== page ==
Believe it or not, dieting isn't always your best bet.
It happens every day — some celebrity on some social media says that your body isn't good enough because it doesn't look like theirs. Half the time, not even their body looks like that. We've seen problematic waist trainers, diet smoothies and pills, and the fad diets that come and go every other season.
There are two fad diets taking the Internet by storm, the Keto diet, and intermittent fasting. There are, of course, other diets that have been tried and sworn upon, but I find that these two are on the top of most people's list as the diet they are considering recently and encouraging others to join.
The Keto diet is designed to almost entirely remove sugar and carbohydrates from your diet. While cutting carbs can be good (especially if you live on pasta, bread, fruit, and have a sweet tooth like me), the entire removal of carbohydrates can prove to be dangerous. Large amounts of added sugar or sugar substitutes will undoubtedly have negative effects on your health, but to completely cut out all forms of carbohydrates is not giving your body the fuel it needs.
The basis of the Keto diet is to encourage your body to use the fat that it already stores, and the fats that you are intaking to fuel your body when it needs energy. Generally, the body uses the sugars that you intake as its primary source of energy. The removal of carbohydrates may make you feel sluggish and lack energy, which often results in a lack of exercise. Like most diets, the fad keto diet will only be successful if you exercise along the way.
Consider exchanging the fad keto diet with a ketogenic diet. Ketogenic diets decrease the amount of carbohydrates that are taken in, and encourages the body to utilize fats. Ketogenic diets are recommended by doctors as they do not entirely remove carbohydrates from the diet, as sugar (natural sugars found in fruits and grains) is necessary to provide short-term fuel, especially when maintaining an active lifestyle. Utilize small amounts of carbohydrates to keep your energy up, and maintain a healthy, active (150 min/week) lifestyle to burn the fat.
Ketogenic diets are recommended for weight loss, just try to steer clear of the famed Keto diet, which is going to cut out the nutrition you need.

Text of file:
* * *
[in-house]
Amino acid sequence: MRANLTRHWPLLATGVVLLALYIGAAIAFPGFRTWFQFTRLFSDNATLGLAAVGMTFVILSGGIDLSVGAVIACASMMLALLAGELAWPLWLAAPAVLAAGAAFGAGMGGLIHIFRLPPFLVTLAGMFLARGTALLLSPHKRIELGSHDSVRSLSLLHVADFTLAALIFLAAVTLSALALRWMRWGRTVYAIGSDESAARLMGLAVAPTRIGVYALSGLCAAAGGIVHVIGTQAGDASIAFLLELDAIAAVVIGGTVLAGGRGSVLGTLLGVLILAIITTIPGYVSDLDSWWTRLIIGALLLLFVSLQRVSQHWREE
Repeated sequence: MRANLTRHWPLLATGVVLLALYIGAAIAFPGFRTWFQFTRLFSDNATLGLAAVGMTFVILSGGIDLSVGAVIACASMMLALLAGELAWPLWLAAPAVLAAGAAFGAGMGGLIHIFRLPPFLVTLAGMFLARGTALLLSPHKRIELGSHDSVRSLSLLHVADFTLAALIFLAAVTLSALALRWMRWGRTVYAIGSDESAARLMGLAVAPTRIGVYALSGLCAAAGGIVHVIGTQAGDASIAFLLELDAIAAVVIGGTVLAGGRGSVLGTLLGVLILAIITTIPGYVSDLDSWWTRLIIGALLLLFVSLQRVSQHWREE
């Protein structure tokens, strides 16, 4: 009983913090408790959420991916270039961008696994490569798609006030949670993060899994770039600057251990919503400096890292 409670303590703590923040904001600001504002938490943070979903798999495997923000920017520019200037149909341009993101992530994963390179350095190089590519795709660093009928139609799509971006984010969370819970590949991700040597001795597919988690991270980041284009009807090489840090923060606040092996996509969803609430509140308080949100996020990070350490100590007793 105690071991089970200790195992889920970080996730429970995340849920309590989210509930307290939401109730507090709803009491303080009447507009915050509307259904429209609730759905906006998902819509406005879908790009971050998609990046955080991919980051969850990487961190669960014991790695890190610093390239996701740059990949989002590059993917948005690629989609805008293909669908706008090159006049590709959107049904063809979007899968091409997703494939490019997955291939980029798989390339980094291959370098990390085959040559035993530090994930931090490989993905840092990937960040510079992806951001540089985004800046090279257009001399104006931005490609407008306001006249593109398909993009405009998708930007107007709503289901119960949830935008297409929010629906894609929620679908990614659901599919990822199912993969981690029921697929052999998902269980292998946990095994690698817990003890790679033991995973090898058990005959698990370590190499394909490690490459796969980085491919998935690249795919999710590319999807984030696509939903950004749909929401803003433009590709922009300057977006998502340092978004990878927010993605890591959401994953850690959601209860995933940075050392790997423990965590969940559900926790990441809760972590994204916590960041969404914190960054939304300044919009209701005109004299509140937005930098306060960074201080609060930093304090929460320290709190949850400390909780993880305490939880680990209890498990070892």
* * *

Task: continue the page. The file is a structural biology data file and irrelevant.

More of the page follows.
Intermittent fasting is a far newer fad diet taking the Internet by storm. This time, no one tells you what to eat, but rather when to eat it. It seems rather unproblematic, but there are a lot of ways a constricted diet time can be negative for your health.
Intermittent fasting offers more than one-time frame to eat food, and you can pick. Generally, you can eat in an eight-hour or six-hour time frame if you choose a straight time frame. Others choose to break it up, utilizing only two hours at a time, multiple times a day to eat. This makes it seem flexible to busy lives, but very few people have never had a day where things have gotten so crazy they couldn't eat when they wanted to. Intermittent fasting suggests that if you are not eating within your expected hours, you are not to eat anything. This results in skipped meals and a loss of nutrition, eventually decreasing calories on days in which your life just gets the better of you.
Some dieters find the time that they can eat filled with either high-calorie, low nutrition food, or food with high-nutrition and limited calories.
There are two problems with this. Your body needs calories to live, that's literally how you survive and do anything. Calories are measures of energy. Filling your body with potato chips and cookies sounds like a tasty time, and likely very filling in the short-term, but you will be hungry later. Feeling so worried about being on a diet has other dieters turning to carrots and celery, in an attempt to eat foods that are classicly healthy. This will also result in hunger later, likely outside your eating window.
If limiting when you can eat works for you, go for it, but don't deprive yourself of food if your schedule makes you eat outside the window. If time-tables work, pay attention to your body and determine when you tend to get the most hungry, then adjust. If you eat lunch at 11:00 and are hungry by 2:00, consider eating lunch later or eating a healthier snack at 2:00 instead of visiting vending machines. If you find yourself always ready for a late-night snack, eat dinner later, or add more veggies to your plate to have a more filling meal.
Ultimately, whatever diet works for you is best for you. Listen to your body, but don't be afraid of filling your body up with good food. The goal of dieting should be health because you are already beautiful.
*Disclaimer: I am not a licensed dietician. All suggestions in this article are merely suggestions, and what I have discovered in nutrition-based readings and classes. Please consult a licensed professional for more specific information.